Babysitting Soup

29 07 2008

Have any of you ever heaved a ham bone complete with bits of flesh and fat out of a pan of ham-stock and onto a cutting board? Have you then had to decide at what place to attack said hambone so you could remove all neccesary meat? Have you been confused by the bone of the oinker, thinking that it looked like a tonka toy? Have you been put-off by the boiled-flesh smell of hot ham?

Yeah. Me neither.

Today’s ‘Task of the Day’ is making ham soup. 

First you boil a ham bone leftover from Easter for about two hours in a large soup pot. It will fill your home with an aroma that is both pleasant and oddly reminiscent of Top Ramen.

Then commences the above mentioned chopping up of the ham. You have to get the good, non-fatty bits chopped up very finely and tossed back into the pot of simmering stock.

After that you tuck your pants into your socks (a very important step!) and go out into your rain-drenched herb garden (did we mention it was raining?) to get herbs. Rosemary, marjoram and basil are the best. Try to avoid grabbing handfuls of slug as they ruin the texture of even the best soups. Wrap up the herbs in several layers of cheesecloth with three crushed garlic cloves and two bay leaves. Write a reminder note to buy a bay tree. Toss the herb satchet into the stock.

Haul the ham-bone out to the garbage. You will be disapointed in yourself for not having stripped more meat off of it, but less meat is better than gagging on ham-scent.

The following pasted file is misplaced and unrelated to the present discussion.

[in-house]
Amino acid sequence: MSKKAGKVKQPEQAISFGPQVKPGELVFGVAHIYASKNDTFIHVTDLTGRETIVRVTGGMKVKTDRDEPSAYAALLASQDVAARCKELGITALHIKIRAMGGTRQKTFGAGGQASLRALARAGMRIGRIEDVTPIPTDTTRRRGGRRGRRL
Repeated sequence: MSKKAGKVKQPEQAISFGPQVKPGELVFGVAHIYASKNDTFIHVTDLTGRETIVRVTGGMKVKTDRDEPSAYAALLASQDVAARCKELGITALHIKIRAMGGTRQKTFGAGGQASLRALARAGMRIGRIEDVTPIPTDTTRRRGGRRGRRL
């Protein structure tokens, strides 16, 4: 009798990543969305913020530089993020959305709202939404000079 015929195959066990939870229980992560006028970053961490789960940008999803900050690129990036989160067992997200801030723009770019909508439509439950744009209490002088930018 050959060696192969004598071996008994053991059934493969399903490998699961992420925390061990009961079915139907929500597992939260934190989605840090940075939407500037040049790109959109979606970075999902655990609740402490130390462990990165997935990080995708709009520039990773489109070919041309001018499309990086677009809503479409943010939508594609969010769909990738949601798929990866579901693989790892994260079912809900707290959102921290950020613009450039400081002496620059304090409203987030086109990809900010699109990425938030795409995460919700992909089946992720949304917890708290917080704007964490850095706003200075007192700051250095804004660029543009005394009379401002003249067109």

Now hack a good sized hunk off of a large white onion. Toss it into the stock along with pepper and salt.

Grab at least two different tomato products (preferably in cans, preferably not ketchup) and add them to your soup. (You can start calling it soup when the ham bone has been disposed of.) Remember to open the cans first. If you are having an Amelia Bedilia day, do not attempt to follow these directions.  

Grab the nearest bottle of opened wine and pour a liberal amount into the soup. Red or white work. If you like the stuff, pour a liberal amount down your throat.

Then you get to babysit the soup for several hours. It’s not until the last half hour that carrots, diced onion, celery and barley are added. That is also when you remove the herb satchet.

Then you have soup. We recomend serving it with homemade bread or biscuits. If you don’t make homemade baked goods, biscuits in a can will do. If even that is beyond you, grab some saltines and enjoy!

Note- if you poured a LOT of wine down your throat, have someone else ladle out the soup as your hand-eye coordination will no doubt be impaired.

Prepare to hear of more “Tasks of the Day” in the near future.




5 responses

29 07 2008
Jennifer James

I am entranced by your explanation of soup making. I would also like some soup. Please come over and make me some.

29 07 2008

Hot soup in summer-style Kansas City?


30 07 2008

you even make soup-making artistic!

30 07 2008
Jennifer James

Meghan- You need to tell mom how to log on when you are logged on. Otherwise it looks like you post alot. 🙂 HAH!

30 07 2008

She KNOWS how to change it. She just doesn’t like to bother. Silly mothers!

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